Brian creeps forward, Mp5 aimed at the opening that Francois was lighting up. He glances over to Nora, quirking a brow. "Could you stop flirting with everything? I'm telling." He gives a waggle brow before looking back to the car in front of him. As Lu—Francois nears the next car where the shooty-guard appeared, Brian calls out. "Lumiere! Si vous plate!" Yes he knows that is saying it wrong. Don't correct him. It's a joke. He has a machine gun. Waving a little signal hand over his shoulder. It's the signal that someone else is coming. And it's Brian spattering through the rain covered train. This Brian is less clothed than the first. A camoflauge t-shirt and khaki pants, the barefoot man sprints forward. Pistol held in his hand, he goes to dive past Francois. Fear is something you just don't live with when you have another body waiting behind you ten feet away.

The Pistol Brian goes to push into the car blindly. Not too worried about retaliation despite the very real threat that there might be some. "Be ready Lumiere. If there's someone there, they're going to shoot me pretty soon." This much comes from Mp5 Brian.

«Ryans—!» Eileen's voice crackles over the radio, but it's too late. The canister is freed, sailing away from the speeding train, and maybe this would be a problem if it's what the Englishwoman was trying to warn him about. It isn't — a gloved hand seizes Ryans by the front of his coat, taking advantage of his vulnerable position on his stomach and pulling him down over the side of the car. To Huruma and Griffin, it looks like he might have fallen or been snagged by one of the overhead branches zipping past their heads as the train continues along its route through the forest, toward the bridge.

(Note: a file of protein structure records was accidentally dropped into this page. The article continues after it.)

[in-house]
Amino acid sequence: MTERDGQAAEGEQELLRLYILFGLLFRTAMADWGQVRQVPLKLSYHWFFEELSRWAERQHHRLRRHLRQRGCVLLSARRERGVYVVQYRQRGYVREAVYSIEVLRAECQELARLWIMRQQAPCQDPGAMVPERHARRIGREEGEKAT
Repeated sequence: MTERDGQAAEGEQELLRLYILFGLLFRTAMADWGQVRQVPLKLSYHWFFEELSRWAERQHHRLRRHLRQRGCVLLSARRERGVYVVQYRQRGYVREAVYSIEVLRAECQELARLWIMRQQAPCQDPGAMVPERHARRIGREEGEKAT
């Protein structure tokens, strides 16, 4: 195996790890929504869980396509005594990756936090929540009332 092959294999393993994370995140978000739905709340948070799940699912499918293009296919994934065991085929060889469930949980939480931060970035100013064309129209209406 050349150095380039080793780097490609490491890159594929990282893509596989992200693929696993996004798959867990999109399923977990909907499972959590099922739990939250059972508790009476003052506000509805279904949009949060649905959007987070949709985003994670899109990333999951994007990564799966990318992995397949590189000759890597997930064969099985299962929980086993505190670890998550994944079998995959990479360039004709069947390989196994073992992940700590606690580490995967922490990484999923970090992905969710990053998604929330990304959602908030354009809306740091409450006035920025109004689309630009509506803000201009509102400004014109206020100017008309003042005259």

Eileen told them that the bridge was five miles away. How many miles has it been?

The sound of Ryans' body slamming onto the floor of the car he'd been balancing on top of, now open, resonates with enough force that Griffin and Huruma can feel it where they're still standing even though he's no longer in view. A figure in Horizon Armor, streaked with icewater, looms over him, and drives the heel of his boot into his temple. Hard.

Up above on the car's roof, the remaining Stillwater operative discovers that he has backup in another one of those suits, though this one is sleeker, almost more feminine in design. A hand goes out, and white-blue electricity arcs from the Frontline officer's palm, crackling with raw energy, and slams into Huruma's chest, blowing her off her feet but not off the train.

Griffin has to decide which one of them to help.

This at least explains the mysterious frequency that Nora picked up on, and it's no longer silent. «Delgado,» one of the officers in the suits is saying, «Let them loose.»

Inside the vaccine car, something is growling. Low, rough, at the back of its throat. Inhuman. Francois knows what the sound is before he sees it, and Brian sees it before him. Flashing eyes and snarling teeth explode out of the car, and a large body barrels into one of him, knocking the replicator off balance and onto the tracks. Tires squeal, something crackles and snaps, and Nora's face is wet again. The Doberman rounds on the remaining clone and, snarling, leaps up to lock jaws around his arm and pull him down, making it impossible for him to fire his submachine gun as long as it is attached.

Someone still has to uncouple the car.

Somewhere, Raith is shouting. «Coming up on that bridge!»

Well. Shit. This really sucks. Griffin turns, watching as Ryans seems to have fallen off, and then into the car. And then, Huruma is being attacked by a woman in Frontline armor. White eyes widen, turning down toard the train car he stands on that contains Ryans, and then to Huruma, in a moment of quiet 'WTF' reflection. But the bigger threat seems to be the woman with the zapping power…thing.